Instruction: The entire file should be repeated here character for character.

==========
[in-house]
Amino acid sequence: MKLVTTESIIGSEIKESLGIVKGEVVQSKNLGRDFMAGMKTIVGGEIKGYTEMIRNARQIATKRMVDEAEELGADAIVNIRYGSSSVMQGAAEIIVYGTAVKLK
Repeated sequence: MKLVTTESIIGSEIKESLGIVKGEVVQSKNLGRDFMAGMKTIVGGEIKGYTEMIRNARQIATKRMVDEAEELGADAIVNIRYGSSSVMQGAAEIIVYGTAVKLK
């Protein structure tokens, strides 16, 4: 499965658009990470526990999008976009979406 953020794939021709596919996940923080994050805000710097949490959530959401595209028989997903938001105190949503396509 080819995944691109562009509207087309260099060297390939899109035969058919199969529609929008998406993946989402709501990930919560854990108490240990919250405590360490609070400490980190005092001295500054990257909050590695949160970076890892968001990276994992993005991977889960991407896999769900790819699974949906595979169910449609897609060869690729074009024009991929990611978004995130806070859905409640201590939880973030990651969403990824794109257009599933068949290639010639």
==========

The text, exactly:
[in-house]
Amino acid sequence: MKLVTTESIIGSEIKESLGIVKGEVVQSKNLGRDFMAGMKTIVGGEIKGYTEMIRNARQIATKRMVDEAEELGADAIVNIRYGSSSVMQGAAEIIVYGTAVKLK
Repeated sequence: MKLVTTESIIGSEIKESLGIVKGEVVQSKNLGRDFMAGMKTIVGGEIKGYTEMIRNARQIATKRMVDEAEELGADAIVNIRYGSSSVMQGAAEIIVYGTAVKLK
């Protein structure tokens, strides 16, 4: 499965658009990470526990999008976009979406 953020794939021709596919996940923080994050805000710097949490959530959401595209028989997903938001105190949503396509 080819995944691109562009509207087309260099060297390939899109035969058919199969529609929008998406993946989402709501990930919560854990108490240990919250405590360490609070400490980190005092001295500054990257909050590695949160970076890892968001990276994992993005991977889960991407896999769900790819699974949906595979169910449609897609060869690729074009024009991929990611978004995130806070859905409640201590939880973030990651969403990824794109257009599933068949290639010639």